God does not do meaningless things. There were any number of ways to make his disciples believe in him, if that was his only goal. There were many ways to demonstrate his power, his authority, his deity. He could have made the water disappear: he could have turned it into grape juice (as some Christians fervently wish he had). But instead he chose to turn it into wine, and not  just any wine; he turned it into the finest wine of the feast, wine so good that it made all the other wine pale in comparison. We must acknowledge this amazing truth: that God did something not just to further his mission, not just to make his disciples believe in him, but to help people celebrate a wedding with the best wine of the feast, the ultimate example of extravagance.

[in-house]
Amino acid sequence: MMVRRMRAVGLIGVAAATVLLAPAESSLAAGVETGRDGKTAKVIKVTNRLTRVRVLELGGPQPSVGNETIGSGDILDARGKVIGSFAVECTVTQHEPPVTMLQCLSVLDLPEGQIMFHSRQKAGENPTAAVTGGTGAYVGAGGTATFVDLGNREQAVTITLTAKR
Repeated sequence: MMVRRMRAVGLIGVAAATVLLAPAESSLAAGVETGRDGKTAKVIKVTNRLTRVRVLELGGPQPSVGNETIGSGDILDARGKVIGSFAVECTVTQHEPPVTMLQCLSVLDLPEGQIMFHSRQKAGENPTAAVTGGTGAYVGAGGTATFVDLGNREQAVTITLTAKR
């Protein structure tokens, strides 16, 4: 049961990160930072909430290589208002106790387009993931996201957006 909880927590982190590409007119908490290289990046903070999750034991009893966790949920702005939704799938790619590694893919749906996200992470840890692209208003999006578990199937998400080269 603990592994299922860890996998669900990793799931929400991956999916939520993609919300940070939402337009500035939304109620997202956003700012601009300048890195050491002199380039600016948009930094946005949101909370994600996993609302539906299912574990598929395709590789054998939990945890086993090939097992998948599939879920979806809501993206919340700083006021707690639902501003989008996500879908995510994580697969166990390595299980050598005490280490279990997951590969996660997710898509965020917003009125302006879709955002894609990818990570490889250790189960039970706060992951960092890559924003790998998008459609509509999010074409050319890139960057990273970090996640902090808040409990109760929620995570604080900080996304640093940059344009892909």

God does not do meaningless things. And that means that the world of Ecclesiastes is gone forever.

Because of Christmas, everything is no longer vanity and meaningless: instead, everything assumes a colossal importance. Even “neutral” things like eating or sleeping become full of meaning when we consider that God himself has done these things as well. When we eat, even a snack, we are reminded that God has done the same. When we sleep, we are reminded that God did too. When we attend a wedding, we remember that in doing so we walk in the footsteps of Christ.

Life is full of meaning: I might even say full to bursting. Serving God is no longer a mere duty; it is instead a privilege, an honor, a gift, as we walk this new world and think of Christ taking his first steps in Bethlehem.

Thursday, December 6, 2012